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  • Japanese: 火薬 (kayaku)

Gunpowder is an explosive material made from sulphur and saltpetre, used for a wide variety of firearms, cannon, fireworks, and explosives. First developed in China around the end of the 9th century, it came to be used throughout many parts of East Asia and Europe by the late 15th century.

First invented in China around the end of the 9th century, gunpowder was long used for fireworks and various sorts of military purposes. Chinese styles of handheld firearms and larger cannon were first developed around 1300. Mongol forces in the Mongol invasions of Japan in the 1270s-1280s used hand grenades, rockets, and other forms of gunpowder weapons as yet unseen in Japan. Some of the earliest forms of gunpowder weapons in Europe were first developed shortly afterward; some have suggested that European firearms may have been significantly influenced by cultural influence from China via the Mongol Empire.[1]

Chinese-style gunpowder weapons came to be used throughout much of the region, in China, Korea, and elsewhere, by the 12th, 13th, or 14th centuries. Though the Ming Dynasty banned the export of certain types of weapons, as well as gunpowder, saltpetre, and sulfur, the trade, production, and use of gunpowder weapons continued - including the import into China of materials such as sulfur from Ryukyu.[2]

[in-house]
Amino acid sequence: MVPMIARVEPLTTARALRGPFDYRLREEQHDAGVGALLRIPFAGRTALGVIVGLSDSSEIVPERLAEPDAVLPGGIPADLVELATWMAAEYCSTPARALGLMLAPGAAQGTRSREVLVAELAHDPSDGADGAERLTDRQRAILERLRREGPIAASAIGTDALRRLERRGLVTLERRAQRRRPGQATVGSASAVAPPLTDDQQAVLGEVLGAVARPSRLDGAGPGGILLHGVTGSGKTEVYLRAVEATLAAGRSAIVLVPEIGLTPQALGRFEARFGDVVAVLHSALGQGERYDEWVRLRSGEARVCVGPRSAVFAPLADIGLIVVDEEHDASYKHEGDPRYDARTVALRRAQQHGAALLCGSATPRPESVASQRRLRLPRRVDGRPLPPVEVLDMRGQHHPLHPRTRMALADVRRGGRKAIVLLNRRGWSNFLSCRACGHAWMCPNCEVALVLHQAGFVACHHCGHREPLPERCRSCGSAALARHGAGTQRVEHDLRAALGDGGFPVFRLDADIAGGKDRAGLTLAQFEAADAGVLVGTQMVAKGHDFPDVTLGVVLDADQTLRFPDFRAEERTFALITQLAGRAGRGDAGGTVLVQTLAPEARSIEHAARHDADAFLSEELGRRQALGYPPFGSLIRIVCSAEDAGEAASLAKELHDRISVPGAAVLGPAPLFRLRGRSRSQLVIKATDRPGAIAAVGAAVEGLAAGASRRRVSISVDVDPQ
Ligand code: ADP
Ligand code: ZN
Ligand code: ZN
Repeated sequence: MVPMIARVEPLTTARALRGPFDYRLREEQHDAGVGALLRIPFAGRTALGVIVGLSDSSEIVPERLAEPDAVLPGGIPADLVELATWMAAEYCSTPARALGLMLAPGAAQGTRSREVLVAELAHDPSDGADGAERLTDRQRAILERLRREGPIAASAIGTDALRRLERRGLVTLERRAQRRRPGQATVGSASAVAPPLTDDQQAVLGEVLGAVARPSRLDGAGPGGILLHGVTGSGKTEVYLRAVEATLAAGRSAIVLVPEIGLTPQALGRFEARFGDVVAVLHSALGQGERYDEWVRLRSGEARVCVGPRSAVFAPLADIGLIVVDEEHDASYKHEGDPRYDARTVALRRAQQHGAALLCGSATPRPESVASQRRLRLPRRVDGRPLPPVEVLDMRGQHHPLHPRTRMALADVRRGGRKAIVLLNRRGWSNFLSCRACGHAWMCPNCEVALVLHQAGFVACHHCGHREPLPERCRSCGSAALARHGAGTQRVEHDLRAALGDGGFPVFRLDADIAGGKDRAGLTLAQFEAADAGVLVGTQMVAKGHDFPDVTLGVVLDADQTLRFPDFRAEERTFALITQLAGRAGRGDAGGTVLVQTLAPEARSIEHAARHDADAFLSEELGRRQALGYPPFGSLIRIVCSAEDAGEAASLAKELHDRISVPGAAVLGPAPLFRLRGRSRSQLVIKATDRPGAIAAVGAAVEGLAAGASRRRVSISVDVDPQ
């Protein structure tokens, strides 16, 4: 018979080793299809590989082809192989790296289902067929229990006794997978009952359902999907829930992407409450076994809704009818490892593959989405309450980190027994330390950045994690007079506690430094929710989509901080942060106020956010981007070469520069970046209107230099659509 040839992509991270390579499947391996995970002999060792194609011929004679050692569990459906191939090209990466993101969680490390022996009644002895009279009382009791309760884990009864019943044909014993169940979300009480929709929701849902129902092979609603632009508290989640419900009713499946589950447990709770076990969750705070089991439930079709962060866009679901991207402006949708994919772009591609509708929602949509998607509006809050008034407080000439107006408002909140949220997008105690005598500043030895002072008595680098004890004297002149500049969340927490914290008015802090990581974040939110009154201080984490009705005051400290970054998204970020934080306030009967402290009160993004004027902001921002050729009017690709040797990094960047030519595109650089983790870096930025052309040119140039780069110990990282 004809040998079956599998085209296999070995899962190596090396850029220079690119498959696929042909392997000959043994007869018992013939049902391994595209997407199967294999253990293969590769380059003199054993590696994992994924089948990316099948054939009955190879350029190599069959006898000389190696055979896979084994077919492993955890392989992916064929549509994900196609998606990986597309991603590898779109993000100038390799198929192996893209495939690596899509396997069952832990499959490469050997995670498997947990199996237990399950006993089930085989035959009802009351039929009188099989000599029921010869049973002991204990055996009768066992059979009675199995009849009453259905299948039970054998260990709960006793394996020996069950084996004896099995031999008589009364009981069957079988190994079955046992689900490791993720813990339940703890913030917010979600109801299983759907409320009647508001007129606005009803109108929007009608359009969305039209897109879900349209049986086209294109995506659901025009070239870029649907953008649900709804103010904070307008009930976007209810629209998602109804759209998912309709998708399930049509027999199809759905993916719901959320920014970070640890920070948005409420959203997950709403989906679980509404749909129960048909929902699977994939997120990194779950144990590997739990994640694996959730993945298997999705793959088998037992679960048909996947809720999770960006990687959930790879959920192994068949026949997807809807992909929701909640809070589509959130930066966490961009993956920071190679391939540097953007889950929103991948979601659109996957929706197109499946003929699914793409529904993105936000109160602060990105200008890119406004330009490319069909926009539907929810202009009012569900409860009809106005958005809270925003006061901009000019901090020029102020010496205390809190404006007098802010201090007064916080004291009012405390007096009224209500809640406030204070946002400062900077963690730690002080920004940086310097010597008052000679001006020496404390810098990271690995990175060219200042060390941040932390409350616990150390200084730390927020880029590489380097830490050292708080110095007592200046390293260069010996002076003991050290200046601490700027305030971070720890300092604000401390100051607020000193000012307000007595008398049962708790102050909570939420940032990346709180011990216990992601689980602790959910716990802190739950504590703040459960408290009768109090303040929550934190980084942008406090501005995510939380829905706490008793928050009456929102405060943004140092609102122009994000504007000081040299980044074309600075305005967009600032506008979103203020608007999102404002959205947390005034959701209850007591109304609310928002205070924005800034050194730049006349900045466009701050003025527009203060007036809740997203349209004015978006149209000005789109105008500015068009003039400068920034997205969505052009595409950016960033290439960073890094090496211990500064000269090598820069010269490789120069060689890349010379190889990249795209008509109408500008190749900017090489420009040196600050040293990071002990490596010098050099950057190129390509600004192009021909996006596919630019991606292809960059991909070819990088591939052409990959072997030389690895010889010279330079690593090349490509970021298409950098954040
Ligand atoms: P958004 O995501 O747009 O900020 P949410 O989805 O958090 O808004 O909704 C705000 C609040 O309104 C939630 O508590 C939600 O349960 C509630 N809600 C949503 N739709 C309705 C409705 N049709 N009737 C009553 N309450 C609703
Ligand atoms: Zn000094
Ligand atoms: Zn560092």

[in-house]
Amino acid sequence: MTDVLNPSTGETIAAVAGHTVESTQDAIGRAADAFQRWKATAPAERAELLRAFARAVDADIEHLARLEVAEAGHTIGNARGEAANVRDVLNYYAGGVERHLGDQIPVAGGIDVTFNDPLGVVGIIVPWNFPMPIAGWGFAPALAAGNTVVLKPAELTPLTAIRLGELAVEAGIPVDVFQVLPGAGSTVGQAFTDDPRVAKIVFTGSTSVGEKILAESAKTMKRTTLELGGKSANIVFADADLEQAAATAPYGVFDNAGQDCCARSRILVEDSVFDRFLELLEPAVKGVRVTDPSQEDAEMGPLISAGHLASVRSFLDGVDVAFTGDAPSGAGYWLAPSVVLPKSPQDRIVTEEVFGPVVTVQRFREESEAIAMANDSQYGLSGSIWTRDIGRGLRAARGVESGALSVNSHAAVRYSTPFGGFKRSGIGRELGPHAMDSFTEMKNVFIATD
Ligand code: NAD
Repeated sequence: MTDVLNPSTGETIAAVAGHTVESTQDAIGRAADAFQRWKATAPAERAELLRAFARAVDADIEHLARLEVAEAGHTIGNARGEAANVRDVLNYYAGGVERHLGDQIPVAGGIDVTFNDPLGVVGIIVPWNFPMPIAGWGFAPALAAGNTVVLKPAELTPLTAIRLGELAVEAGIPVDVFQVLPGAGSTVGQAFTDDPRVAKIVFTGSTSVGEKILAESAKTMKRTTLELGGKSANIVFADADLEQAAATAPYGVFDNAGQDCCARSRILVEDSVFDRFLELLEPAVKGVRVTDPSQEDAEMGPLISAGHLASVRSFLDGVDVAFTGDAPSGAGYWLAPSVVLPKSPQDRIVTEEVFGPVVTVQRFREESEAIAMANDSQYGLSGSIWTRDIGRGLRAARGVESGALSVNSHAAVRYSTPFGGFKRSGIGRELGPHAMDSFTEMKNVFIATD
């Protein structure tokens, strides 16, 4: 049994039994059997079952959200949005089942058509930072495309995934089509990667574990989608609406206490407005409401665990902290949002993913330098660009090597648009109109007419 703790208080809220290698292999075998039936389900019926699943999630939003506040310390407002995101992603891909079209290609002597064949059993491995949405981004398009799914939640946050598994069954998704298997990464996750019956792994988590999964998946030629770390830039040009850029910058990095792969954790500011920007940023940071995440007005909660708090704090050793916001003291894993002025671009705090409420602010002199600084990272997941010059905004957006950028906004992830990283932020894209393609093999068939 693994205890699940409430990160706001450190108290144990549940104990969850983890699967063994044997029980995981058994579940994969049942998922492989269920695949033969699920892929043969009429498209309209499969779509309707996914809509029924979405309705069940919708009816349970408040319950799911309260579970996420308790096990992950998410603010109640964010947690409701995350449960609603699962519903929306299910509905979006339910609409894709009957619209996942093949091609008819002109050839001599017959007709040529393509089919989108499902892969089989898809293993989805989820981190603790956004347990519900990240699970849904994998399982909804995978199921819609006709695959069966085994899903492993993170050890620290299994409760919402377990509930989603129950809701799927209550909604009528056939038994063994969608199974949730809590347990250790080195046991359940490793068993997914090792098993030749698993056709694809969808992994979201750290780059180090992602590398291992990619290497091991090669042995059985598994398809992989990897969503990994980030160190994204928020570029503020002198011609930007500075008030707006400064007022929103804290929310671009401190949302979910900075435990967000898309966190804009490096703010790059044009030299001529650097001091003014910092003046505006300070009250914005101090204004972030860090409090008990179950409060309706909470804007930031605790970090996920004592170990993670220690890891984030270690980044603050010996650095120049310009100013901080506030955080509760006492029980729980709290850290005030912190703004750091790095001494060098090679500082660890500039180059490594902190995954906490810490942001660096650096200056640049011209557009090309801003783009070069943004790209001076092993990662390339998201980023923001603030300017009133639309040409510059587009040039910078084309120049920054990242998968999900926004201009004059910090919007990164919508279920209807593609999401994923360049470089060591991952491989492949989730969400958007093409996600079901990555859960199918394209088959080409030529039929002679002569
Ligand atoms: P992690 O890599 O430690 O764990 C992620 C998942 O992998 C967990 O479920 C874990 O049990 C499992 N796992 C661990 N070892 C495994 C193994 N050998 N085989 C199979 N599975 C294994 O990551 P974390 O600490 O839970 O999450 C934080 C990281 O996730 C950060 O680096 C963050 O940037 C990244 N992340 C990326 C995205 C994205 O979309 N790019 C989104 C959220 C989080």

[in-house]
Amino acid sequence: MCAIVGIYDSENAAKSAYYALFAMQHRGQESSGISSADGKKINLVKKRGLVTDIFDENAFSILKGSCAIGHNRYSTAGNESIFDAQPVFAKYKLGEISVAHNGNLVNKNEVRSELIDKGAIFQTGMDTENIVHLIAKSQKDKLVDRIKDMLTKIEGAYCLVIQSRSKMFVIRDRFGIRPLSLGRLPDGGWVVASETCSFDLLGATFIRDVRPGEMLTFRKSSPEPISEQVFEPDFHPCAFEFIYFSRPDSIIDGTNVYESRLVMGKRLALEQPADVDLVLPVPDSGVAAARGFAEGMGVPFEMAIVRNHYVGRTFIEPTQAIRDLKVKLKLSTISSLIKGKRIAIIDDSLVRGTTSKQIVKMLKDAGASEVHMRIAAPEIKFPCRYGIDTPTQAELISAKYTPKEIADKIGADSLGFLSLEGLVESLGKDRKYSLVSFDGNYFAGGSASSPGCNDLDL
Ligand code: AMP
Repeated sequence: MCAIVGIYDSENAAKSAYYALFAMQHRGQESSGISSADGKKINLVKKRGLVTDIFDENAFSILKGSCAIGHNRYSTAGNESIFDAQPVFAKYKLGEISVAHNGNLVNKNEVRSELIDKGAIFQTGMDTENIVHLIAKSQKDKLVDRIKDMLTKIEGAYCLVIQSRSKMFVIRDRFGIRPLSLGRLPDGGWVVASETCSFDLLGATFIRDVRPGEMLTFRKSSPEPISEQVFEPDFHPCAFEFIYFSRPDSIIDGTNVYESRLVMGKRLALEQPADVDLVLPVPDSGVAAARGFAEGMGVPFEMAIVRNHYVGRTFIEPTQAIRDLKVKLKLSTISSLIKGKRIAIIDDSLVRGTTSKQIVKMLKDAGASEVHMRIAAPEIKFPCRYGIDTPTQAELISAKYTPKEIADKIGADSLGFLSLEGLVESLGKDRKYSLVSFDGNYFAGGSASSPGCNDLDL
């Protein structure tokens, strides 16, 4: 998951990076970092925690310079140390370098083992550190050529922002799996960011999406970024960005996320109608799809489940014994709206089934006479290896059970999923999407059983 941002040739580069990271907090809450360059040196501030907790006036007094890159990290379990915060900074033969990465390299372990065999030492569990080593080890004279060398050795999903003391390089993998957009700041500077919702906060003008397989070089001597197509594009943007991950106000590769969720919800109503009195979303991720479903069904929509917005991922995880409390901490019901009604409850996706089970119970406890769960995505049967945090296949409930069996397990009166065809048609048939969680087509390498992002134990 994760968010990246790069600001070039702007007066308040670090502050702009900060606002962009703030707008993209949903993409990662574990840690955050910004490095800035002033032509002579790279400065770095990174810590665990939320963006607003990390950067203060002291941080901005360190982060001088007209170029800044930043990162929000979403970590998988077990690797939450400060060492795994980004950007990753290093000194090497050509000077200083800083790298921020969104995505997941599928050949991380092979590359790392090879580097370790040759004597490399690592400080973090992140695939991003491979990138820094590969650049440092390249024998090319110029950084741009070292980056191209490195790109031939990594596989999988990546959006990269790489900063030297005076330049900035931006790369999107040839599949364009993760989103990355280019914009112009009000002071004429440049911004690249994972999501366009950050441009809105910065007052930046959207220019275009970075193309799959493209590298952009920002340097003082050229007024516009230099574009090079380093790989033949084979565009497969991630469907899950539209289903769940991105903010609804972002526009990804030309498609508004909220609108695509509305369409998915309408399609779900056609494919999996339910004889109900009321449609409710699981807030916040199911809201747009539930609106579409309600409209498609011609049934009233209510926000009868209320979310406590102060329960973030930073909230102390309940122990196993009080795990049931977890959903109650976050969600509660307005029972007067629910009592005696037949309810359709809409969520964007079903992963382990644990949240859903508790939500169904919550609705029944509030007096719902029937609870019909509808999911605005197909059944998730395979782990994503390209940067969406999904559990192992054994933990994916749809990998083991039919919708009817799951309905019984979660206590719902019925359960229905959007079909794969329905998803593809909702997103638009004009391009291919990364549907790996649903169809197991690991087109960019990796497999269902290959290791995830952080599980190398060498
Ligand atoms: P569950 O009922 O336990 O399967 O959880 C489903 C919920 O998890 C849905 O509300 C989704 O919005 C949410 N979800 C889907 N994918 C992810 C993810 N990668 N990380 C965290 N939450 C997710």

It is unclear precisely when gunpowder weapons first began to be used in Ryûkyû, but they were certainly a standard element of Ryukyuan procession ritual by the 1450s or 1460s; Stephen Turnbull writes that the firing-off of Ryukyuan gunpowder weapons as part of a ceremonial "gun salute" in Kyoto in 1466 may have been the first gunpowder explosion in Japan since the 1280s.[3] These sorts of Chinese-style gunpowder weapons, if they ever caught on in a widespread way in Japan, were soon replaced, however, by Western-style arquebuses / matchlock weapons (teppô) beginning in the 1540s.


  1. Gallery labels, Royal Ontario Museum.[1]
  2. Uezato Takashi 上里隆史. "Ryûkyû no kaki ni tsuite" (琉球の火器, "The fireweapons in the Ryukyus"). Okinawa Bunka 沖縄文化. vol. 36:1, no. 91 (July 2000). p77.
  3. Turnbull, Stephen. The Samurai Capture a King: Okinawa 1609. Oxford: Osprey Press, 2009. p58.